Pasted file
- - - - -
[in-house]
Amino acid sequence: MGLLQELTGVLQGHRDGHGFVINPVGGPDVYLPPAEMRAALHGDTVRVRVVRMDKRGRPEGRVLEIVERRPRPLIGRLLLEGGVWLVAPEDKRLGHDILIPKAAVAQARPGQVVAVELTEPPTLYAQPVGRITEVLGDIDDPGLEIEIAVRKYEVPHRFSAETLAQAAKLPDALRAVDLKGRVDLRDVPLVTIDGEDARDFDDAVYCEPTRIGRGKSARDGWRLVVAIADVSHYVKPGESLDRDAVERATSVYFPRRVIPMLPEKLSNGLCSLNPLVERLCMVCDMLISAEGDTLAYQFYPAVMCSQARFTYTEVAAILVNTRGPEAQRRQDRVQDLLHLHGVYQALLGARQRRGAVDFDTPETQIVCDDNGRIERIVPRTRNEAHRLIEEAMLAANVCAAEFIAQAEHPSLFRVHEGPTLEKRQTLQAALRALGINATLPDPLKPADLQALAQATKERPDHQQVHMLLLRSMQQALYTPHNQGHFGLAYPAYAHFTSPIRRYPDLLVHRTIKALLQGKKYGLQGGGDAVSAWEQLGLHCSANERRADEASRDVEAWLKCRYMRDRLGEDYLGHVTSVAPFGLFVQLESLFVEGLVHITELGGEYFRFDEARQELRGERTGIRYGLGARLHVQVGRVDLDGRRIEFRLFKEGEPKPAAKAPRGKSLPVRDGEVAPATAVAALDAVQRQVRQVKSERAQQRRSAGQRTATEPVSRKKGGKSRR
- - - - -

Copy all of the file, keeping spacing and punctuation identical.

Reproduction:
[in-house]
Amino acid sequence: MGLLQELTGVLQGHRDGHGFVINPVGGPDVYLPPAEMRAALHGDTVRVRVVRMDKRGRPEGRVLEIVERRPRPLIGRLLLEGGVWLVAPEDKRLGHDILIPKAAVAQARPGQVVAVELTEPPTLYAQPVGRITEVLGDIDDPGLEIEIAVRKYEVPHRFSAETLAQAAKLPDALRAVDLKGRVDLRDVPLVTIDGEDARDFDDAVYCEPTRIGRGKSARDGWRLVVAIADVSHYVKPGESLDRDAVERATSVYFPRRVIPMLPEKLSNGLCSLNPLVERLCMVCDMLISAEGDTLAYQFYPAVMCSQARFTYTEVAAILVNTRGPEAQRRQDRVQDLLHLHGVYQALLGARQRRGAVDFDTPETQIVCDDNGRIERIVPRTRNEAHRLIEEAMLAANVCAAEFIAQAEHPSLFRVHEGPTLEKRQTLQAALRALGINATLPDPLKPADLQALAQATKERPDHQQVHMLLLRSMQQALYTPHNQGHFGLAYPAYAHFTSPIRRYPDLLVHRTIKALLQGKKYGLQGGGDAVSAWEQLGLHCSANERRADEASRDVEAWLKCRYMRDRLGEDYLGHVTSVAPFGLFVQLESLFVEGLVHITELGGEYFRFDEARQELRGERTGIRYGLGARLHVQVGRVDLDGRRIEFRLFKEGEPKPAAKAPRGKSLPVRDGEVAPATAVAALDAVQRQVRQVKSERAQQRRSAGQRTATEPVSRKKGGKSRR